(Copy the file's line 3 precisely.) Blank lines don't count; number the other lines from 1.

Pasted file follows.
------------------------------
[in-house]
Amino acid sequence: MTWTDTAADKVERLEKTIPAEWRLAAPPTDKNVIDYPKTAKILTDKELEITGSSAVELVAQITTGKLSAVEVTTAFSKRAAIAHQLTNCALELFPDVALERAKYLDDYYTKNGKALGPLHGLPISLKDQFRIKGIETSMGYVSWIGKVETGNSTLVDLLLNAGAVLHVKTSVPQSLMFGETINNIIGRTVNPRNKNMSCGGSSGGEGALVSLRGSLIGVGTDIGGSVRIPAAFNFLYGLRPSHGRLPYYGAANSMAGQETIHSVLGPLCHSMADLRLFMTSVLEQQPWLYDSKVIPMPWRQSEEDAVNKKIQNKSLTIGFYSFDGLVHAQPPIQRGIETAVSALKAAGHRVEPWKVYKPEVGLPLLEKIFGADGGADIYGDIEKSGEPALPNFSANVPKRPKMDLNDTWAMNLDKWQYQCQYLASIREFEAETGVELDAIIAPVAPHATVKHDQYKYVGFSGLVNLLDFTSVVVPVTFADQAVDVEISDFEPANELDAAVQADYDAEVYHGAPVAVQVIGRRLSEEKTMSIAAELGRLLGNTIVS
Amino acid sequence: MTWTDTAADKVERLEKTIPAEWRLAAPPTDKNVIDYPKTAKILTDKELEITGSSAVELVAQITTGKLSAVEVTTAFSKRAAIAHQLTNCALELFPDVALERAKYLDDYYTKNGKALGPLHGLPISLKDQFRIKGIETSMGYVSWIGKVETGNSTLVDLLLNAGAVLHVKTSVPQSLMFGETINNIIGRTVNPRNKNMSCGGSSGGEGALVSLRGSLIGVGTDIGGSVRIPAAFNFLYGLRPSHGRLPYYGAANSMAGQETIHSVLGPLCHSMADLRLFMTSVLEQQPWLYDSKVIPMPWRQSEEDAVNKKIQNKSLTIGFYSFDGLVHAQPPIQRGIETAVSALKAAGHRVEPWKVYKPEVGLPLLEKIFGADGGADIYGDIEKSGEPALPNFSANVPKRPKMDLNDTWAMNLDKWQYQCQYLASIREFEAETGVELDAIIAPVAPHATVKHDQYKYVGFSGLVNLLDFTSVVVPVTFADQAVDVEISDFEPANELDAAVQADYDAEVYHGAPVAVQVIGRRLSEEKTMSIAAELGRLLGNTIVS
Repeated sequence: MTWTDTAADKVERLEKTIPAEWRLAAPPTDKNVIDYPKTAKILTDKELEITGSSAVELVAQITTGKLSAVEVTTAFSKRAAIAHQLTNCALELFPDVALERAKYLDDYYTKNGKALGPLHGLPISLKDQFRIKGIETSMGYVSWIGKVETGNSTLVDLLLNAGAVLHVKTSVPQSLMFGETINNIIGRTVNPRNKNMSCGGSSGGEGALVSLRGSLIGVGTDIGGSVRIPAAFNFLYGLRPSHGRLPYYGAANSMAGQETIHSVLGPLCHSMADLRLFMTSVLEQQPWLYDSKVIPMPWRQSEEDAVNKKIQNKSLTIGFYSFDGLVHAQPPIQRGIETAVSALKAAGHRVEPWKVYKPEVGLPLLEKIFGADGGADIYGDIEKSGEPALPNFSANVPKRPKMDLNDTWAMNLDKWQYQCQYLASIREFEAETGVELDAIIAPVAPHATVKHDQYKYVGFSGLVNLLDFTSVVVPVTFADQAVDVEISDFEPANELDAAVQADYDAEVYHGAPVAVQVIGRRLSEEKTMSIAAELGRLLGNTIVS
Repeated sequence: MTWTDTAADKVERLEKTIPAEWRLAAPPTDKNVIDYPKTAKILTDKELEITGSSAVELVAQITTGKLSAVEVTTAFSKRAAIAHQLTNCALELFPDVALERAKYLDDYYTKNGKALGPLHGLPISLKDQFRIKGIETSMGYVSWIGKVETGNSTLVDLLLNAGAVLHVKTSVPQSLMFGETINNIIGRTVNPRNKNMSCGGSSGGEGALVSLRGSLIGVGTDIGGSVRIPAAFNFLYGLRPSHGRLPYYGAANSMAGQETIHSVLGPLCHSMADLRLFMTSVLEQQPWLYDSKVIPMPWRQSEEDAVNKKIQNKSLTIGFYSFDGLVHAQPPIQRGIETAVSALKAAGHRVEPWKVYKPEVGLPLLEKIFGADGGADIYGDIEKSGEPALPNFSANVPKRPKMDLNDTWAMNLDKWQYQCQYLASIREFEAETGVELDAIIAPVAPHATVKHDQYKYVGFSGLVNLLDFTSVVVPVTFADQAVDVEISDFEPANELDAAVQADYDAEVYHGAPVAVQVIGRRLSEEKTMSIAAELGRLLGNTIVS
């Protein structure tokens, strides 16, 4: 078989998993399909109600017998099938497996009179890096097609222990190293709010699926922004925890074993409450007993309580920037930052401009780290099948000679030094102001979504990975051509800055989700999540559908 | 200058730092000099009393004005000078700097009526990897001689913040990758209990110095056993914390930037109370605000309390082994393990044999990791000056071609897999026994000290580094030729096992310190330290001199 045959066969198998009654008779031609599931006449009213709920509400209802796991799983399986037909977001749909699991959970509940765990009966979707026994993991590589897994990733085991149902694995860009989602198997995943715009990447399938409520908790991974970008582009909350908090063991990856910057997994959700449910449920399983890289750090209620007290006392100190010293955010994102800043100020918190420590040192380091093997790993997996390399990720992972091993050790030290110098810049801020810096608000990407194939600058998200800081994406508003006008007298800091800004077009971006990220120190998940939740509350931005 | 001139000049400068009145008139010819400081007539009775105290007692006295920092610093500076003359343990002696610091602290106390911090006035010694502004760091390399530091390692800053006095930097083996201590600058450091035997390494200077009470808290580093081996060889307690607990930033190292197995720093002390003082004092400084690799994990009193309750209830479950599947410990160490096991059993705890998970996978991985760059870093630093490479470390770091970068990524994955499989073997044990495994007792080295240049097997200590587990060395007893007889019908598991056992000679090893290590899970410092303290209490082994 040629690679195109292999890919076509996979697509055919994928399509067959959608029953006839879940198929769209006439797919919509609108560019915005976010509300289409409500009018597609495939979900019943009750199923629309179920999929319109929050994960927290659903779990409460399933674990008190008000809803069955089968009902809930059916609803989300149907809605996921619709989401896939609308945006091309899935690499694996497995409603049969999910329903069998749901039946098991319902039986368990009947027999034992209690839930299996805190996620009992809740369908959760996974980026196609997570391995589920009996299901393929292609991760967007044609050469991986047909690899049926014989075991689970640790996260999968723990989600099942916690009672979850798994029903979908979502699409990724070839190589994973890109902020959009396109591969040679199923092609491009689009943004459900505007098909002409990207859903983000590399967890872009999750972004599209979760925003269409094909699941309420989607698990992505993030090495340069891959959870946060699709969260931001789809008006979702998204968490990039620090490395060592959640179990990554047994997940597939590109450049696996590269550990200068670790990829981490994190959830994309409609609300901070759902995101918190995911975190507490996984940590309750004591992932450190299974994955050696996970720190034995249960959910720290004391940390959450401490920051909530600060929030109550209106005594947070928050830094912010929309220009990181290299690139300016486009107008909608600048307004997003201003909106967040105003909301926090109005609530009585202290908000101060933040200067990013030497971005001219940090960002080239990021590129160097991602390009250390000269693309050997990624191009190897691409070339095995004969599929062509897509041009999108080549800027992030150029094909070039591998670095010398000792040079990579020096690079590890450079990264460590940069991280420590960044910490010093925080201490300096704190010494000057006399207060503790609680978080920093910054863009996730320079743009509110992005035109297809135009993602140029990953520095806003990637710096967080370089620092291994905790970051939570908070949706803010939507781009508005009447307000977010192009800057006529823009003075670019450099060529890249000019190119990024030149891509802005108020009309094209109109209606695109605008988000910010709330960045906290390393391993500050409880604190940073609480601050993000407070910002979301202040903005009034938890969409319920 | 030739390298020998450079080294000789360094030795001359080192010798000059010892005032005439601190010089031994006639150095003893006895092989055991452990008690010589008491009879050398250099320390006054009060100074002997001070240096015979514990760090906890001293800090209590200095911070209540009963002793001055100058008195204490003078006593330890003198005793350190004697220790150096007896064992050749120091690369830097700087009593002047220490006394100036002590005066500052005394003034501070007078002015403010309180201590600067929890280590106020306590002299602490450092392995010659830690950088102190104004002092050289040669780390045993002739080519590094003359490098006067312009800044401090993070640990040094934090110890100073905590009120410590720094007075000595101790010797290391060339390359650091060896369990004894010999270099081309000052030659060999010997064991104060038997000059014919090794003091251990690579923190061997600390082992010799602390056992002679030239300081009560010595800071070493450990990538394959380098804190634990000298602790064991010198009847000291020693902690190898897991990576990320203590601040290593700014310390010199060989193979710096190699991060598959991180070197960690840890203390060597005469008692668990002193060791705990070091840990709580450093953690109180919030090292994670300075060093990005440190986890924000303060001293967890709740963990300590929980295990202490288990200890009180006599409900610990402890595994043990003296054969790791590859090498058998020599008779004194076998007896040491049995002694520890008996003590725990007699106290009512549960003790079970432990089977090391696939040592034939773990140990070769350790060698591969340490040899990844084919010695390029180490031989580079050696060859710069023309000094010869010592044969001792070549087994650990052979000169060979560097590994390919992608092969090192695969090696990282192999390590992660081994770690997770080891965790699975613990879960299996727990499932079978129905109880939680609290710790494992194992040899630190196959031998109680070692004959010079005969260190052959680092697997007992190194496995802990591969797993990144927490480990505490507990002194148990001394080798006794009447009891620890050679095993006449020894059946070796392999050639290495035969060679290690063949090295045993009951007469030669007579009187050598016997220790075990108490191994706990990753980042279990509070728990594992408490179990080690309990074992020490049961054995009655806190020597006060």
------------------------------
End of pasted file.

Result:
Amino acid sequence: MTWTDTAADKVERLEKTIPAEWRLAAPPTDKNVIDYPKTAKILTDKELEITGSSAVELVAQITTGKLSAVEVTTAFSKRAAIAHQLTNCALELFPDVALERAKYLDDYYTKNGKALGPLHGLPISLKDQFRIKGIETSMGYVSWIGKVETGNSTLVDLLLNAGAVLHVKTSVPQSLMFGETINNIIGRTVNPRNKNMSCGGSSGGEGALVSLRGSLIGVGTDIGGSVRIPAAFNFLYGLRPSHGRLPYYGAANSMAGQETIHSVLGPLCHSMADLRLFMTSVLEQQPWLYDSKVIPMPWRQSEEDAVNKKIQNKSLTIGFYSFDGLVHAQPPIQRGIETAVSALKAAGHRVEPWKVYKPEVGLPLLEKIFGADGGADIYGDIEKSGEPALPNFSANVPKRPKMDLNDTWAMNLDKWQYQCQYLASIREFEAETGVELDAIIAPVAPHATVKHDQYKYVGFSGLVNLLDFTSVVVPVTFADQAVDVEISDFEPANELDAAVQADYDAEVYHGAPVAVQVIGRRLSEEKTMSIAAELGRLLGNTIVS